There has always been the tension of choosing between fixed and flexible automation. Fixed automation is ideal for high-volume work, chunking out thousands to millions of something. The problem with fixed automation is, well, it’s fixed. Changeovers to new products are expensive. Often, this is because the dimensions of the product it was built for are cast in the fixtures and transfer mechanisms. So too are any tools for drilling, milling or threading parts.
This has led to the rise of flexible automation, especially one-armed robots. These programmable devices are easy to repurpose when it is time to make a new product. And, low-volume production runs are becoming the norm in modern manufacturing, making any kind of flexible automation an obvious choice.
Which leads to the question: Is there still a place for automation that isn’t built from one-armed robots? Yes, in many cases. The special case of the rotary transfer machine is an example.
Long History of Rotaries
When considering their utility, rotary transfer machines are often compared to traditional production methods. Traditional shops have a fixed number of machines that can perform many operations. Parts move from machine to machine with multiple setups. In such a traditional shop, a part may start on a lathe, then move to a milling machine and perhaps finish with a drill. Rotary transfer machines consist of many tools in a single machine. A central round table, where the components to be machined are fixed, transfers the pieces from one station to another for sequential processing. A raw piece is fixtured once and unfixtured when complete.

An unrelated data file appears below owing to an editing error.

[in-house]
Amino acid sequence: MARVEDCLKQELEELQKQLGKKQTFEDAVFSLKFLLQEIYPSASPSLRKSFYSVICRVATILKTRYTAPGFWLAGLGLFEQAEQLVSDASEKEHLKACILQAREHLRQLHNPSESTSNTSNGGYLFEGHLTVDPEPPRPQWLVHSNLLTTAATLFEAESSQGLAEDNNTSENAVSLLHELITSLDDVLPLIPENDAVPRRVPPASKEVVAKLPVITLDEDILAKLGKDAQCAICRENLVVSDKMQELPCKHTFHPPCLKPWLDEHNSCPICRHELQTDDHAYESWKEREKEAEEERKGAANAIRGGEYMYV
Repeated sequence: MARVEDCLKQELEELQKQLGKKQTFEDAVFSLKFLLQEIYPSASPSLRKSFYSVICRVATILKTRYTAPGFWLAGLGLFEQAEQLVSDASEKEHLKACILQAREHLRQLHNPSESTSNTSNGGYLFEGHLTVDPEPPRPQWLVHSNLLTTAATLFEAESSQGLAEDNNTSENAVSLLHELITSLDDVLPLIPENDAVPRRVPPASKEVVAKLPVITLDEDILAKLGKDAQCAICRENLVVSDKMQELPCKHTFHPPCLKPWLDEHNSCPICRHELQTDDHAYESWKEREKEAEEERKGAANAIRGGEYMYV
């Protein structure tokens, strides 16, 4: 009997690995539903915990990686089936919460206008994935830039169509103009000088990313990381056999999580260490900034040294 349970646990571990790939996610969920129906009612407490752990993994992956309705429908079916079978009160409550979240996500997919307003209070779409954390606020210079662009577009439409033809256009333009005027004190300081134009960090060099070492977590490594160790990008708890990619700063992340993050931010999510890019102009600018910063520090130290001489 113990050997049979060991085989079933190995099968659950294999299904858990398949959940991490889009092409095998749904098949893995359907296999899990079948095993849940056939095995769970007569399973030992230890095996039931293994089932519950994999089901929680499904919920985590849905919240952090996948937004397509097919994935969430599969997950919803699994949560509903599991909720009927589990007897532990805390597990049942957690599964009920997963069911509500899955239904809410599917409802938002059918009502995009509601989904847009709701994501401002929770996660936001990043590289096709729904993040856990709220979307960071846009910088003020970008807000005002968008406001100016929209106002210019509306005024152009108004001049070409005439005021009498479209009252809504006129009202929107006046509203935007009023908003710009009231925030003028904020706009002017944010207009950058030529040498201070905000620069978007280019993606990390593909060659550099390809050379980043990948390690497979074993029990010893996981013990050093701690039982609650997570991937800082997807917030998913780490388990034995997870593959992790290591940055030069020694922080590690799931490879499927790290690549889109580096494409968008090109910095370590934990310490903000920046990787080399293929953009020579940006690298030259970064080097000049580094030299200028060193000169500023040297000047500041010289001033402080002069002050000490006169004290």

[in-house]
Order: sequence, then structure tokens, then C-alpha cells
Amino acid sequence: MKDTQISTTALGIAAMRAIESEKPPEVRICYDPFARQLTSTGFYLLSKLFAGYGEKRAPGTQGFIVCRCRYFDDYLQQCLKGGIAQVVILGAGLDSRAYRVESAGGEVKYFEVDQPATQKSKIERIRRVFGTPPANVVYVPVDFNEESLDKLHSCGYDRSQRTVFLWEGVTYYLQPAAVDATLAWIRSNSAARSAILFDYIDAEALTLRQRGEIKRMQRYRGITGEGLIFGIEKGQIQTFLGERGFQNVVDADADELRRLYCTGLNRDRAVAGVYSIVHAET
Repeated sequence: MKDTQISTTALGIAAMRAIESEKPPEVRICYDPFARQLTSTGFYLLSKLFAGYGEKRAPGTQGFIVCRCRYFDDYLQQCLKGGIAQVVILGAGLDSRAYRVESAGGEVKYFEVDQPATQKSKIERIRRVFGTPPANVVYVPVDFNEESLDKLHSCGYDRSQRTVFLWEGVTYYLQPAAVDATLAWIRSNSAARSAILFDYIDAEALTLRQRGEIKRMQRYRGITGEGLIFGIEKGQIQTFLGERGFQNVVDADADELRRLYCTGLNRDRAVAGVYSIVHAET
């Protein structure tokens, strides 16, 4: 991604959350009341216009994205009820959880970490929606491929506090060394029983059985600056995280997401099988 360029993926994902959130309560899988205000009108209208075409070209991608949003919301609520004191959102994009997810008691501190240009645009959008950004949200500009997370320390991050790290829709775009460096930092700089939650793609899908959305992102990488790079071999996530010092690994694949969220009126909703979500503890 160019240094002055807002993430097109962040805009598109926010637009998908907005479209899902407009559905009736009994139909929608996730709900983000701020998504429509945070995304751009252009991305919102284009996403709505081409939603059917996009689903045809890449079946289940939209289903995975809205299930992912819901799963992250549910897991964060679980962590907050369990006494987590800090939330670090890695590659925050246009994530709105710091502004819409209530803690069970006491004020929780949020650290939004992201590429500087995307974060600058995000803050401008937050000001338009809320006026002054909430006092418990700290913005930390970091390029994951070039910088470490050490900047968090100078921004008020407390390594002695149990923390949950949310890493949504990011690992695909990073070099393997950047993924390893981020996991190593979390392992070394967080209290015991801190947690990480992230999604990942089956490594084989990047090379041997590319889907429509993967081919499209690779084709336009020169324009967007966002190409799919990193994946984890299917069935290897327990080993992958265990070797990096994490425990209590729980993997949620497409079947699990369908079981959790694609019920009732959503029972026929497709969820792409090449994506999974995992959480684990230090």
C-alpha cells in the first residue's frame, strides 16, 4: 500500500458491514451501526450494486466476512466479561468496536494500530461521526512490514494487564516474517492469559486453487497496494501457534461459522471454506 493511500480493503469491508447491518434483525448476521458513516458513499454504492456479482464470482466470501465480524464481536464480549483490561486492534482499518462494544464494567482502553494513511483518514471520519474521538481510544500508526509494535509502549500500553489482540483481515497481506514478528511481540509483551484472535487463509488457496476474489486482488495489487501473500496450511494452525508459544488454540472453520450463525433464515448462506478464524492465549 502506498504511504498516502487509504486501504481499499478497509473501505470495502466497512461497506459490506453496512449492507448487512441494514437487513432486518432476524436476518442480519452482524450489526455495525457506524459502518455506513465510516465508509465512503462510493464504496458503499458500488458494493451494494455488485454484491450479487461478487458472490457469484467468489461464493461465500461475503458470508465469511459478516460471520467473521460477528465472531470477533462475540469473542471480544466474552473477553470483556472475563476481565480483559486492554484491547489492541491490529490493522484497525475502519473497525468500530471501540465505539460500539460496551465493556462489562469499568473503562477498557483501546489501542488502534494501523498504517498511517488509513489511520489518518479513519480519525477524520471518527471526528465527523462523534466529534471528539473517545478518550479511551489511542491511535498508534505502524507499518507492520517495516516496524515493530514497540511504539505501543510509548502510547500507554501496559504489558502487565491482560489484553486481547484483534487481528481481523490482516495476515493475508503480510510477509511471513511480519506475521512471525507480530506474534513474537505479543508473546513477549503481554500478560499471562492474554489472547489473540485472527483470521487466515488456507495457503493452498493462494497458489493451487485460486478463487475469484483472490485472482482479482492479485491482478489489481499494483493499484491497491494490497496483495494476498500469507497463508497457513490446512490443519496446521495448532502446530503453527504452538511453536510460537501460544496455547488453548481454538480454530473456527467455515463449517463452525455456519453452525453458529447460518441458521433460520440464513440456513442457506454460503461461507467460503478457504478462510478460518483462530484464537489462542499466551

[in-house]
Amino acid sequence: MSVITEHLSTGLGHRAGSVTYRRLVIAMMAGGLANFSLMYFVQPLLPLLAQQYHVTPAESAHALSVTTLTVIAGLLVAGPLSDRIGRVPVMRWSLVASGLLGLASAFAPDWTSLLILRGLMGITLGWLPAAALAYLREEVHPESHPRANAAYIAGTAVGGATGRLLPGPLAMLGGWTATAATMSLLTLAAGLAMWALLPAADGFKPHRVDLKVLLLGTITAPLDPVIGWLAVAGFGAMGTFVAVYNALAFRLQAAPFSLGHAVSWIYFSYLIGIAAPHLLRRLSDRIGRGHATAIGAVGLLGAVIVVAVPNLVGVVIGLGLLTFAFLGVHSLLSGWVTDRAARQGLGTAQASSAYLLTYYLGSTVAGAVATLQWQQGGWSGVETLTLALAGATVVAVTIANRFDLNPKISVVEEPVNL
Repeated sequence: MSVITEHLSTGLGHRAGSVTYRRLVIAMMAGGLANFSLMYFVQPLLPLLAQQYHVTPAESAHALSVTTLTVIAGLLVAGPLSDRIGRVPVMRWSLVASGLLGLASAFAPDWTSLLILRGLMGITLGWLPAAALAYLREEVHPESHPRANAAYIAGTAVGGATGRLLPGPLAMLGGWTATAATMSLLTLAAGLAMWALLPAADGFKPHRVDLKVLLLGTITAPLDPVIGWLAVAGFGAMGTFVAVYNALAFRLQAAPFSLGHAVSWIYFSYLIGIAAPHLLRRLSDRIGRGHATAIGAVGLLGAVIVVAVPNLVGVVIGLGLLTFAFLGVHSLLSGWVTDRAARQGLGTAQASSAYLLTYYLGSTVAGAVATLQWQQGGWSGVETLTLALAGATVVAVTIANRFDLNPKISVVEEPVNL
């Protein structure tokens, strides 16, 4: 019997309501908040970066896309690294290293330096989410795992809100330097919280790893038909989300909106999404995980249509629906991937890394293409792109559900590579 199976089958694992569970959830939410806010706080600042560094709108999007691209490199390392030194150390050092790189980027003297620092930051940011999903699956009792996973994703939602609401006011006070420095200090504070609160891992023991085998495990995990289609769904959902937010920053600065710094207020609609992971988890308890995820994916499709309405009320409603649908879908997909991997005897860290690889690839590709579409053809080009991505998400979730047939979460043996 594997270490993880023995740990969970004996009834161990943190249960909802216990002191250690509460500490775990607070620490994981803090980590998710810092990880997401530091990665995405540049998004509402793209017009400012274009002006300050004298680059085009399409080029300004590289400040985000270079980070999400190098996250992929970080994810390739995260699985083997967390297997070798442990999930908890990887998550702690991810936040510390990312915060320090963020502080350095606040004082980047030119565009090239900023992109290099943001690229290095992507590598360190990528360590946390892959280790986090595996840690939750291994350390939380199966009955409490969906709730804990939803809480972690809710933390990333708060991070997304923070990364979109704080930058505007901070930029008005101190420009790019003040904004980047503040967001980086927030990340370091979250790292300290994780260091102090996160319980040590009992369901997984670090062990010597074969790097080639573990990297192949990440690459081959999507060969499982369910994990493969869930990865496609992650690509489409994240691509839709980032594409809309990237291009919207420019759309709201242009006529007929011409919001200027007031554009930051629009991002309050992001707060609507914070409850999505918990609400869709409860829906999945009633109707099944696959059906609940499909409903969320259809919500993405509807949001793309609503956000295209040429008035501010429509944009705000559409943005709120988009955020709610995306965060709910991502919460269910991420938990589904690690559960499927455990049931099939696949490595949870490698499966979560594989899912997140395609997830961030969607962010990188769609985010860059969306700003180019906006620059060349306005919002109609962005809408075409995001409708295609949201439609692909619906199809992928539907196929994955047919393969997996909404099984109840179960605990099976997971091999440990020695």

“The Mikron Multistar CX-24, for instance, has 24 stations with machining units that work simultaneously from above, below, and from the side. In total, this machine supports up to 44 simultaneous work units,” said Axel Warth, head of marketing and business development for the Mikron Machining Division. “Rotary transfer machines are commonly used for mass production of metal parts that are complex, yet numerous.” This includes mass-production of metal parts.
Mikron’s machining systems and solutions support industrial production companies in a variety of sectors–such as automotive, medtech, consumer goods, writing instruments and watchmaking–by reducing unit costs, space requirements and staffing costs, and by increasing manufacturing quality. Mikron’s ultimate goal is to enable its customers to improve their production processes, product quality and profitability. The parts can range from simple to complex, depending on the layout of the machining tool.
Warth further explained the advantages of a rotary transfer machine. “We think about lowering the costs per part, up to 10-20 times versus a traditional production solution,” he said. Why is this? He listed advantages that include less floor space, fewer employees, and fewer machines when compared to traditional production methods. A key point is that since there is a single clamping of the part during its production, higher quality goes with reducing cost through a single setup.
Case Studies Show Utility